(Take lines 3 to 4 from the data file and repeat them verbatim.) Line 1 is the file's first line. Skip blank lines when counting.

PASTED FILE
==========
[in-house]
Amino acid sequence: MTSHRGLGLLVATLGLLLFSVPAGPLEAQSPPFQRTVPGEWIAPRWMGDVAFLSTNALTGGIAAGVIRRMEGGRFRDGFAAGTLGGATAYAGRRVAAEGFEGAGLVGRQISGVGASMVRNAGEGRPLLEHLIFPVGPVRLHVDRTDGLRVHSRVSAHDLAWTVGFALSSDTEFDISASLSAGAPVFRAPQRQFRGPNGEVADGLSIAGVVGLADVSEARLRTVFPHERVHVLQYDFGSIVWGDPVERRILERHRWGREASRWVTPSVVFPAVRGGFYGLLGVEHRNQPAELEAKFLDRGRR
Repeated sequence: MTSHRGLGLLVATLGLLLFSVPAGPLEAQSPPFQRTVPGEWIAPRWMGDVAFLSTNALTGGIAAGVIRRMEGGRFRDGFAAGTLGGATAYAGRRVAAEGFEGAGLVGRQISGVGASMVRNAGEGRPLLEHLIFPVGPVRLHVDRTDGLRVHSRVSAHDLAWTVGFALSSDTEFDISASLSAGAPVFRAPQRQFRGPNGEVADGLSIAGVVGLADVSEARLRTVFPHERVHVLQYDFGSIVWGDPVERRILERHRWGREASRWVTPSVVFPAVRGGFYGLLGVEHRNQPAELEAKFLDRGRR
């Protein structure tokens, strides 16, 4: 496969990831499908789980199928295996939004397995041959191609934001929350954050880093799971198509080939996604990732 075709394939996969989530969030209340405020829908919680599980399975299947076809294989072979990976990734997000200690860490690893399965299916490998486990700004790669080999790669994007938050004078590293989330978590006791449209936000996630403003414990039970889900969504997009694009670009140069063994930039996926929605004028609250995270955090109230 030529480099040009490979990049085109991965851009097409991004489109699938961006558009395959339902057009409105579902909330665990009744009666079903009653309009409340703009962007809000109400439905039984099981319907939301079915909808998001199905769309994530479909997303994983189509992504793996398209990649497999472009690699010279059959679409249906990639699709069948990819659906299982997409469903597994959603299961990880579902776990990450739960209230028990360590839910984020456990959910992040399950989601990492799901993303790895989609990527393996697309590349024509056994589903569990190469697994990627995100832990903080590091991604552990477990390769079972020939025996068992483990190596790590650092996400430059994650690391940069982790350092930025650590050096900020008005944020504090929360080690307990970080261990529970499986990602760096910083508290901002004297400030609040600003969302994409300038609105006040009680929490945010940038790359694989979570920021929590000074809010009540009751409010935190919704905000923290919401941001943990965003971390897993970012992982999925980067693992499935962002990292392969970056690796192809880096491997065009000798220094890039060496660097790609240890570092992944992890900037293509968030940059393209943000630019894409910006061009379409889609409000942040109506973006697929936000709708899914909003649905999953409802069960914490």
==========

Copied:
Repeated sequence: MTSHRGLGLLVATLGLLLFSVPAGPLEAQSPPFQRTVPGEWIAPRWMGDVAFLSTNALTGGIAAGVIRRMEGGRFRDGFAAGTLGGATAYAGRRVAAEGFEGAGLVGRQISGVGASMVRNAGEGRPLLEHLIFPVGPVRLHVDRTDGLRVHSRVSAHDLAWTVGFALSSDTEFDISASLSAGAPVFRAPQRQFRGPNGEVADGLSIAGVVGLADVSEARLRTVFPHERVHVLQYDFGSIVWGDPVERRILERHRWGREASRWVTPSVVFPAVRGGFYGLLGVEHRNQPAELEAKFLDRGRR
């Protein structure tokens, strides 16, 4: 496969990831499908789980199928295996939004397995041959191609934001929350954050880093799971198509080939996604990732 075709394939996969989530969030209340405020829908919680599980399975299947076809294989072979990976990734997000200690860490690893399965299916490998486990700004790669080999790669994007938050004078590293989330978590006791449209936000996630403003414990039970889900969504997009694009670009140069063994930039996926929605004028609250995270955090109230 030529480099040009490979990049085109991965851009097409991004489109699938961006558009395959339902057009409105579902909330665990009744009666079903009653309009409340703009962007809000109400439905039984099981319907939301079915909808998001199905769309994530479909997303994983189509992504793996398209990649497999472009690699010279059959679409249906990639699709069948990819659906299982997409469903597994959603299961990880579902776990990450739960209230028990360590839910984020456990959910992040399950989601990492799901993303790895989609990527393996697309590349024509056994589903569990190469697994990627995100832990903080590091991604552990477990390769079972020939025996068992483990190596790590650092996400430059994650690391940069982790350092930025650590050096900020008005944020504090929360080690307990970080261990529970499986990602760096910083508290901002004297400030609040600003969302994409300038609105006040009680929490945010940038790359694989979570920021929590000074809010009540009751409010935190919704905000923290919401941001943990965003971390897993970012992982999925980067693992499935962002990292392969970056690796192809880096491997065009000798220094890039060496660097790609240890570092992944992890900037293509968030940059393209943000630019894409910006061009379409889609409000942040109506973006697929936000709708899914909003649905999953409802069960914490």